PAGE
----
Here’s an example that reflects what we’re finding in the data. In September 2011, the House Committee on Natural Resources held a hearing “to examine opportunities for energy development and job creation in the Arctic National Wildlife Refuge.” The hearing explored a proposal from Chairman Doc Hastings (R-WA) to increase domestic oil production. There was no specific bill being considered. The hearing included testimony from a wide array of interests including the League of Conservation Voters (an environmental movement organization), the Alaska District Council of Laborers (a labor union), and Carlile Transportation Systems (a logistics company for the oil industry).

Compare that to a different hearing held two months earlier by the same committee “to consider a few bills that concern conservation reauthorization of specific species like tigers, rhinos, apes, and turtles.” The hearing included discussion of three conservation bills. The testimony at this hearing was considerably more specialized. Four of the six witnesses who testified represented environmental movement organizations (Dian Fossey Gorilla Fund International, Safari Club International, Ian Somerhalder Foundation, and Wildlife Conservation Society). The other two represented government organizations.

This is good news for political observers concerned about the legislature’s capacity to solve problems. We would be concerned if the legislature did not differentiate between organizations with policy expertise and those that did not have expertise when it comes time to craft legislation. In a policy space where many interests are loudly competing for attention, the study indicates that the legislature is being strategic about who they listen to — and they listen to the organizations with the most expertise.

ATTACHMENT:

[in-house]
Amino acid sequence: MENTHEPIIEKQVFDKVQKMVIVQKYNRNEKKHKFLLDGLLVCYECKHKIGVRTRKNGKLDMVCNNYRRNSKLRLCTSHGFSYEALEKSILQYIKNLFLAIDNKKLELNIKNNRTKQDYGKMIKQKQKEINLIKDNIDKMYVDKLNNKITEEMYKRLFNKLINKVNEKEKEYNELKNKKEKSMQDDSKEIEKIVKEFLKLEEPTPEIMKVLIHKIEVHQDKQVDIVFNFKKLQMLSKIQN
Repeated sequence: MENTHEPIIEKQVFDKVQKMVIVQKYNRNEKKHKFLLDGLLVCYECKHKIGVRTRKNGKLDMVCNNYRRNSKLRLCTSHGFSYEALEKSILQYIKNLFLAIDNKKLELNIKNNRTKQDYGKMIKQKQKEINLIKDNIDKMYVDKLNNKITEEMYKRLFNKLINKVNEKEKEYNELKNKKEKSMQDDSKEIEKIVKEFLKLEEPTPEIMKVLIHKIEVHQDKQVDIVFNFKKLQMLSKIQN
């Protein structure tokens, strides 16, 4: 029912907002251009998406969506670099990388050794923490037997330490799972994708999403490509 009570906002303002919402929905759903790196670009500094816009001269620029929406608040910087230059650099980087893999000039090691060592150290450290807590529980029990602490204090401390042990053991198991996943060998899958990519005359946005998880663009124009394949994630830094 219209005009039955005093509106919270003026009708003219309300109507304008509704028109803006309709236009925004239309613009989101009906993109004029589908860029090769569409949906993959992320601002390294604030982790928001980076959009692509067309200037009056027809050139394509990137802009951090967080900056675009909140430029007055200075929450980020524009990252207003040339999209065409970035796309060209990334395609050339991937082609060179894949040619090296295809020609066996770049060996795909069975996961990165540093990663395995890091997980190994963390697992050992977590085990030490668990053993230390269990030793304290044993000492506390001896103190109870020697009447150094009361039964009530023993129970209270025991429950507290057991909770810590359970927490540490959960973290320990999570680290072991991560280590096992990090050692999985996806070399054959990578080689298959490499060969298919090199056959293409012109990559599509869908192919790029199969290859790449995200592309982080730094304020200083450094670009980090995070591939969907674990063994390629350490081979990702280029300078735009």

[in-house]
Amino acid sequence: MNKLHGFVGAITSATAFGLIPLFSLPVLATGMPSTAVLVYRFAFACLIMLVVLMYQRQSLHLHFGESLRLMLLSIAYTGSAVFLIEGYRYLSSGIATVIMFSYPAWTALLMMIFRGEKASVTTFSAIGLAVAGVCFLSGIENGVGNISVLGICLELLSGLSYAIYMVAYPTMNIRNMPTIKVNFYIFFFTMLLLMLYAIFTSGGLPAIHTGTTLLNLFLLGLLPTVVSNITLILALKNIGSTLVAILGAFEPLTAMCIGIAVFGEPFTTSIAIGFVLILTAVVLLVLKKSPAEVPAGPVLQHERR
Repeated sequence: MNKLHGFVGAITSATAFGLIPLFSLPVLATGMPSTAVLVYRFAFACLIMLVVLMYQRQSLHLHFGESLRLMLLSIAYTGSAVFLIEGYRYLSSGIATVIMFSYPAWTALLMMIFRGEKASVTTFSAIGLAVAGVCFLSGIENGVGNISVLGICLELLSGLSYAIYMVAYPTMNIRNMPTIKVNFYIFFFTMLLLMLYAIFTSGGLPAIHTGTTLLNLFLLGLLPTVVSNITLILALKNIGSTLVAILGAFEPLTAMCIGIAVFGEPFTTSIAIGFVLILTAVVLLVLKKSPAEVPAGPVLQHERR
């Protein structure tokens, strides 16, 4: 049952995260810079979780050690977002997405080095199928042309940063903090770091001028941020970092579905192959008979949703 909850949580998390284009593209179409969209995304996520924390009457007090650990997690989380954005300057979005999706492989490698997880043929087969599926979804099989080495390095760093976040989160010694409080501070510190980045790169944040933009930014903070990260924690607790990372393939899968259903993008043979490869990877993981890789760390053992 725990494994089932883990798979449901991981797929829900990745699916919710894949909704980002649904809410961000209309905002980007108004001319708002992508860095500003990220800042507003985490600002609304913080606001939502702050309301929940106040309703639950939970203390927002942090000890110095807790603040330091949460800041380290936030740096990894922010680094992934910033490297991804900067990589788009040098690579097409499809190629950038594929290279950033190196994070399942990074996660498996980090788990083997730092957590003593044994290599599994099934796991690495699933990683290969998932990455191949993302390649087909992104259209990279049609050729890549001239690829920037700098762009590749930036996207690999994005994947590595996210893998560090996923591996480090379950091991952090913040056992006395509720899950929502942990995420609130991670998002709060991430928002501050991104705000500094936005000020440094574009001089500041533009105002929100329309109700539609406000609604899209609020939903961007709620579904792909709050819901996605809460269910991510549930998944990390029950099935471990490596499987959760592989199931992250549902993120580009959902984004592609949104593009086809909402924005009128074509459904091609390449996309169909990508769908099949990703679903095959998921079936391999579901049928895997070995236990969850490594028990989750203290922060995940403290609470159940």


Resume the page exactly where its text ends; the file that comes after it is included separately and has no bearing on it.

The study also provides an important lesson for social movement organizations. The success of the environmental movement in the U.S. is both due to its capacity to organize the public in support of its goals and its ability to credibly generate scientific knowledge for the policy process. Further, these two different mechanisms for influencing the legislature occur at different moments in the policy process. Outsider tactics, like protests and rallies, bring attention to overlooked issues and influence legislative priorities. Insider tactics, like testifying before Congress, help to ensure that the policy instruments adopted by the Congress are capable of achieving their desired goals. This sort of ambidexterity is a crucial element in understanding how successful social movements achieve their policy goals.

Finally, the study highlights an important source of public data that has been underutilized in the social science literature on the legislative process. Thanks to the great work being done by Policy Agendas Project, we have comprehensive data on legislative hearings since 1946. Our major contribution was to go back and tie information about who was testifying at hearings to their data on what the hearing was about. Taken together, we get a novel picture on what kind of organizations are being publicly invited into the legislative process and, we think, a fairly accurate picture of how the Congress perceives the information landscape when it is making policy.

Filed Under:
Topics: Committees & Caucuses